You know, I think that anyone would be hard put to improve on your thinking through of the Grover Cleveland scenario I noted of a President refusing to go to a war declared by Congress. Just as the business with Clinton showed that impeachment is really much more of a political than a legal thing (if indeed not totally political), the most basic question of what each branch’s powers are have a lot to do with what the civic understanding of the constitution is. And *that* would seem to “fluctuate” too depending on the circumstances as you noted the legal issues do. I.e., wouldn’t just depend on the civic understanding of the constitution, but on what war some future Cleveland decided not to fight too.
    As to the Youngstown case, first my apologies for confusing the thing by writing “Justice Stone” for Justice Jackson. Of course in referring to the idea you had seemed to agree with before I meant Justice Jackson’s in Youngstown, which is the proper name of the Steel Seizure case. I don’t know why I was thinking of Stone.
    In any event however I’m a little doubtful about your anyway incisive questioning of whether Justice Jackson’s opinion in Youngstown was intended to be limited to domestic matters. In the first place remember that case itself *was* to no little degree concerned with foreign affairs in that Truman had seized the steel mills in the immediate wake of sending troops to Korea expressly because of a concern that the steel worker’s strike was going to cripple our defense industry. (And remember too that even cases that seem to have only domestic effects can still clearly involve matters of foreign affairs. Recall for instance the Korematsu case concerning FDR’s interning of the Japanese Americans in WWII.)
    Secondly, just the logic of Jackson’s idea doesn’t seem so limited. All he did, as you recall, is simply say hey, as a *general* matter, one can just basically regard any Presidential action as falling into one of three categories. (When they act with the approval of Congress, when they act in defiance of Congress, and when they act where Congress has been silent.)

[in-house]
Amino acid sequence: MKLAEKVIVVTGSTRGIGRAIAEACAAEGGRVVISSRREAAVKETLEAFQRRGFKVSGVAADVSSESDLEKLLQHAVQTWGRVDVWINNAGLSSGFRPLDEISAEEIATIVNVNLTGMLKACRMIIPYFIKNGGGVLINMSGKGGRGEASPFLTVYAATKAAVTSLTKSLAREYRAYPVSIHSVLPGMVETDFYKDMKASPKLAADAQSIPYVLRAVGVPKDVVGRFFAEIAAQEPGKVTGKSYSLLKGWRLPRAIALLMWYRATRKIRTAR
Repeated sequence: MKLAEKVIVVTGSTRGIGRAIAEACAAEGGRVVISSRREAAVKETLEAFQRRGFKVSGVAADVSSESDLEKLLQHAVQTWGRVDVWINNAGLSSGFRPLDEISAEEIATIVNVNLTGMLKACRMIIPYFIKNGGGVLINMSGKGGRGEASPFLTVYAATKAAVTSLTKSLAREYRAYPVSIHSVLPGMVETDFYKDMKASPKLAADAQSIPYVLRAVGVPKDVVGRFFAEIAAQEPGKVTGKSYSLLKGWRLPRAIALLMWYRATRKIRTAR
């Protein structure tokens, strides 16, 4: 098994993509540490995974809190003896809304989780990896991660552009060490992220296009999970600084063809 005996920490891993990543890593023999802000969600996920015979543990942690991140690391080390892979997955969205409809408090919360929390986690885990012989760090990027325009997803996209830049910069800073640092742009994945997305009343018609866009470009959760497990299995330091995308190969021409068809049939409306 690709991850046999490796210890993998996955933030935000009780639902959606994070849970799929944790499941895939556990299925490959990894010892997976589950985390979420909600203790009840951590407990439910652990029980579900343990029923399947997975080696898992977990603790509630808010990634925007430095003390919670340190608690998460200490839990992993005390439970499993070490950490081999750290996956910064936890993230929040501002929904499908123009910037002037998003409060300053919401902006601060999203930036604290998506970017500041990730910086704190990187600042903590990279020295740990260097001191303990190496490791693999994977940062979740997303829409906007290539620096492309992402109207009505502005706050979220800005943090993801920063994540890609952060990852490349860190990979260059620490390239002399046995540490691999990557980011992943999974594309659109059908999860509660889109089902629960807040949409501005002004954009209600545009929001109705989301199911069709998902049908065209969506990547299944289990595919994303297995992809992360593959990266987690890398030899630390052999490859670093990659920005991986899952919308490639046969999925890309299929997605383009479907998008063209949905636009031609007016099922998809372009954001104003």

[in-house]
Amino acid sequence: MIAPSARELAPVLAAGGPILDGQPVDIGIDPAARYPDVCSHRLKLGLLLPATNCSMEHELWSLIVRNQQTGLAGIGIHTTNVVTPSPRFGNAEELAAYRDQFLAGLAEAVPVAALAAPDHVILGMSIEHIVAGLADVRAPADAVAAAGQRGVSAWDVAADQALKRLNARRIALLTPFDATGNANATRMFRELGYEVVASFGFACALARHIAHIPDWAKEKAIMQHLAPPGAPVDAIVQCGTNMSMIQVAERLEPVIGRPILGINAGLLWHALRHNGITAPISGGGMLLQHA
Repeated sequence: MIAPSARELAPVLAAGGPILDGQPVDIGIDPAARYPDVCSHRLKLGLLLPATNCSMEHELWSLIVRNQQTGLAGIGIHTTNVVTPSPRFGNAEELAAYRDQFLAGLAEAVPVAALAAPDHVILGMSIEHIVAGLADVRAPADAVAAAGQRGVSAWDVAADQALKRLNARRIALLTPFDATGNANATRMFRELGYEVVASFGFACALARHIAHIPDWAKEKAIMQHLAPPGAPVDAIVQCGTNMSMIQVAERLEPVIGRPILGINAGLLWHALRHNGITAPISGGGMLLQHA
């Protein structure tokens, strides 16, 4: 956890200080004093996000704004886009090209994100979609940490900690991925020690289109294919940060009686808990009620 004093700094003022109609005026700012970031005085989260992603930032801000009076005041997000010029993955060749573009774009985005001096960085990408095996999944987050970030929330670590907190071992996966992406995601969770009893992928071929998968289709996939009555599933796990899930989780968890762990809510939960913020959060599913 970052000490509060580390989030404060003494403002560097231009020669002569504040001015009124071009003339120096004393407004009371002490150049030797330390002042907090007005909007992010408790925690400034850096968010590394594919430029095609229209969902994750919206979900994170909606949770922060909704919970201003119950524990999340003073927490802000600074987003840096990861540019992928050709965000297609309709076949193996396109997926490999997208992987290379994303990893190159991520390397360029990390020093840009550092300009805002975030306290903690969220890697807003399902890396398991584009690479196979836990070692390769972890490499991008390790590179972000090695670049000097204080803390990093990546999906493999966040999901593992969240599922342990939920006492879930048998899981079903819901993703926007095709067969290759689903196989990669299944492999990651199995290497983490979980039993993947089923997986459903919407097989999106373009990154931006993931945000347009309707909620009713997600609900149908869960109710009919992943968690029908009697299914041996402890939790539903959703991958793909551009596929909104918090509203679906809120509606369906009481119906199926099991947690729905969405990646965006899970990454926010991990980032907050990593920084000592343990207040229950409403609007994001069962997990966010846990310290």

And indeed it might even be said that this analysis is especially relevant to foreign affairs given that this is the realm in which the President’s powers are so vague. After all, in domestic affairs his powers would seem to be to either sign bills or not, and then enforce the ones that become law, period, no? But in foreign affairs, who the hell knows what the term “Commander in Chief” means in all its fullness?
    As to a Prez. refusing to fight a war “unconstitutionally declared” by Congress, I think I’m with Andy in the second of his fine posts in that I have a hard time seeing what would constitute same. But your deeper point certainly seems to me to be well taken in that you bet, a President’s powers may be, as Jackson noted, at their very apogee when he acts with Congress’ approval. But Jackson also noted that his scheme was just a *starting* analytical point, and that simply because Congress has approved something doesn’t absolutely determine things. Just like the recent Guantanamo ruling: Congress approved Bush’s attempt to go round habeas too, but that didn’t end the Court’s analysis and didn’t prove enough to determine the thing and in fact proved insufficient. So you are absolutely right as to that deeper idea I think.
    As to your taking of this to the point of saying that maybe we should therefore *presume* all congressional acts to be unconstitutional however, while I think it’s a clever attempted formulation I think it does kind of turn Jackson’s point on its head. (And it certainly conflicts too with the idea Andy posited in his first post about Presidential or even Congressional actions having at least an *effective* presumption of constitutionality, so you’ll have to fight it out with Andy as to that. All’s I would say is that it is pretty standard judicial boilerplate to say that acts of Congress do at least start from a presumption of constitutionality.)